Tax Harmonization and Tax Competition in Europe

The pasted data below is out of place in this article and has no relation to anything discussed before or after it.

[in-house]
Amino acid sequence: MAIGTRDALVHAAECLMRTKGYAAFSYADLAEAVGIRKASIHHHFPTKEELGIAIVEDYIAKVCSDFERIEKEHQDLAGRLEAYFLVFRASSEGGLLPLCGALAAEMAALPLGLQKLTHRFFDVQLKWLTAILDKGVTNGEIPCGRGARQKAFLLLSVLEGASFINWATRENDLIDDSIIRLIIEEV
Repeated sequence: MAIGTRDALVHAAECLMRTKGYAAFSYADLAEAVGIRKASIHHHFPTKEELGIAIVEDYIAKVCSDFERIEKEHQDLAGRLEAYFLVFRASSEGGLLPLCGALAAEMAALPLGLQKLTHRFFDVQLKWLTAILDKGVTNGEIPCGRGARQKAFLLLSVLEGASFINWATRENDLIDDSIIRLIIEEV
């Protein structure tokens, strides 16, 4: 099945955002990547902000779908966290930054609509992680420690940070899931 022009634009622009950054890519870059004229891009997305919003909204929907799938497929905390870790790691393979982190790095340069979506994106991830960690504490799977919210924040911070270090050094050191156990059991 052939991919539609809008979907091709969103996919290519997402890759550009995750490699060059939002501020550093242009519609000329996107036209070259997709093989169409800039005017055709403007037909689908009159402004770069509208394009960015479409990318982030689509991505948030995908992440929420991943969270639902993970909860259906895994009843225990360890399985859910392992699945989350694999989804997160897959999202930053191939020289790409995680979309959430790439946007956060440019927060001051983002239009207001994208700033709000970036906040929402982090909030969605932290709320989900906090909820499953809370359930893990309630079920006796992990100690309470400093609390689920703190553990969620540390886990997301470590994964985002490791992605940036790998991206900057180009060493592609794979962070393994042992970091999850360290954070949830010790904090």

Opening Europe's borders in 1993 makes the allocation of resources more vulnerable to differences in the national tax rates. The first part of the paper demonstrates that direct consumer purchases will imply distortions resulting from diverging VAT rates and it clarifies why the frequently cited exchange rate argument is of no help. The second part shows that, in the case of direct taxation, a harmonization of tax bases is more important than a harmonization of tax rates. Either the combination of true economic depreciation and residence taxation or the combination of immediate write-off and source taxation will result in an efficient international allocation of capital, independent of the national tax rates. The paper concludes with a verdict on tax competition arguing that free migration renders a policy of income redistribution, which is interpreted as insurance against the risk of lifetime careers, impossible.